Food Safety Measure Approved by House
The U.S. House approved a massive overhaul of food safety laws yesterday, July 30, voting 283 to 142. The bipartisan passing of the bill will now go to the Senate. The measure approves $3.5 billion to direct the Food and Drug Administration to write new regulations. These will hopefully safeguard the food supply, require more inspections of plants, and force food companies to keep better track of records so that outbreaks of bacteria like E. coli and trichinosis can be traced by regulators. To help finance the bill, food producers will have to pay a $500 annual fee, which is expected to generate nearly $1.4 billion over the next five years.
This is in response to the increased number of food-borne illnesses that have sickened and killed consumers over the last several years. This is also a bid to help producers left reeling after losing consumers to other products.
Though some in the House worry that more power has been given to bureaucrats who regulate farms and factories hundreds or thousands of miles away, as well as raised the concern of higher food prices, the Grocer Manufacturers Association and the Food Marketing Institute, which represents Kroger Co. and Safeway Inc., two of the largest supermarket chains in the country, are pleased. Both groups say it is important the FDA have the resources it needs to ensure the safety of the food supply, and agree it was time for a modernization of the regulations.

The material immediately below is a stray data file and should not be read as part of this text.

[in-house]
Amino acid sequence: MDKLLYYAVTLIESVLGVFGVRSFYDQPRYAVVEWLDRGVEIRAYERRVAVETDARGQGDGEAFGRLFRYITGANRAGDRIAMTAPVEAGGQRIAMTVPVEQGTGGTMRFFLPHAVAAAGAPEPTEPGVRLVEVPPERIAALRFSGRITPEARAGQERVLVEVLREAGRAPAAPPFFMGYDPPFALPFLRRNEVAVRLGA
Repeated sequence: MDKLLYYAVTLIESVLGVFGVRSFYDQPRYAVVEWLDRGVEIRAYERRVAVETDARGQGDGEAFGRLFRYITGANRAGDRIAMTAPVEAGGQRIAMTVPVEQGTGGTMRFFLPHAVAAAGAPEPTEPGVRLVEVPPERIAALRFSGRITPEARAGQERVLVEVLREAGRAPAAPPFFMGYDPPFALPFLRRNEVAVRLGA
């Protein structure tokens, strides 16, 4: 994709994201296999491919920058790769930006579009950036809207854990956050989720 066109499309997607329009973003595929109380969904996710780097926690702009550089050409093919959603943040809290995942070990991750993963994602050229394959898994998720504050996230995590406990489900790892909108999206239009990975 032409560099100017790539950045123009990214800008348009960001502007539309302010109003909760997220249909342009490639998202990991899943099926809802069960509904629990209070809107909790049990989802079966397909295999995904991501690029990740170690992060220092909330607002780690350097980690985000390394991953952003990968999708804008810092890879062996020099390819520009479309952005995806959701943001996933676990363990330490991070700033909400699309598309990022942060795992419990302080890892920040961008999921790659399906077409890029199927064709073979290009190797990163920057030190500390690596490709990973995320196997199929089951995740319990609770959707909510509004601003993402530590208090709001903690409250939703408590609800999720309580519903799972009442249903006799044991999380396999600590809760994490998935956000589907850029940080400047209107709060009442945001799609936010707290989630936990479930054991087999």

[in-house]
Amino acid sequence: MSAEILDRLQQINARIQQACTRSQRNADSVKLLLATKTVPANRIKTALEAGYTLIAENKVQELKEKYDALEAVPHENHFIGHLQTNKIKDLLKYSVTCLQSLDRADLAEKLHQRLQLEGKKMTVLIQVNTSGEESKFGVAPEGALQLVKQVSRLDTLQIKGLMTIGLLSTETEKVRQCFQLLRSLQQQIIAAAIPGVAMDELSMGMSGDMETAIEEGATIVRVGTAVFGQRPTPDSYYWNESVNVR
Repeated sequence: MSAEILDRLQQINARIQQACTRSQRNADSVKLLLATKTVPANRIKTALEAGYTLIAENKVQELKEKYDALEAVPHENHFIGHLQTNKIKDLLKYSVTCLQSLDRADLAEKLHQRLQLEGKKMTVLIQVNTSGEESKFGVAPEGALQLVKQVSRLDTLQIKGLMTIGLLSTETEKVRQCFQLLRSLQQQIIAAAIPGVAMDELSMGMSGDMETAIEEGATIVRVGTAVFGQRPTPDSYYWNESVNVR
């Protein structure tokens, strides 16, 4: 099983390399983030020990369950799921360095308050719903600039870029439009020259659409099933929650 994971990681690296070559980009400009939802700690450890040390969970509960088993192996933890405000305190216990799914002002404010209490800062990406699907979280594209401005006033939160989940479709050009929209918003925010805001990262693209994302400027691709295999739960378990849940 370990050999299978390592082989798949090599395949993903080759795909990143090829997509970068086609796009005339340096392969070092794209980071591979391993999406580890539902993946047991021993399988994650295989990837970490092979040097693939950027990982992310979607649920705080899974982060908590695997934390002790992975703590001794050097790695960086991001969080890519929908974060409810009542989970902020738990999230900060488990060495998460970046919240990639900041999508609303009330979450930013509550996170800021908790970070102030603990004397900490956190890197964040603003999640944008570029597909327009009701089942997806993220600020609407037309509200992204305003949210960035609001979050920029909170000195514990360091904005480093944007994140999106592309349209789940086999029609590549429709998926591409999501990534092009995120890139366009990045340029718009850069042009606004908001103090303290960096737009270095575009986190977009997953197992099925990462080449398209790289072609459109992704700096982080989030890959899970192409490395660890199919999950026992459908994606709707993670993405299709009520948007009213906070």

The FDA will now have the authority to enforce a mandatory recall of food products it views harmful. The agency also will now be able to quarantine food to restrict its movement across the country. The bill also requires over 350,000 foreign and domestic food facilities to be inspected more often than they are. This follows recalls of tainted cookie dough, pepper, spinach and peanuts.
Many groups, industry, private, and in-between, have wondered how long it would be before there was some type of reform in the Food and Drug Administration. With the large number of illness and death over the last couple of years, concern over gaps in the food safety net has been growing. Hopefully this is the beginning of closing them to avoid large numbers of illness and death from eating tainted food in the future.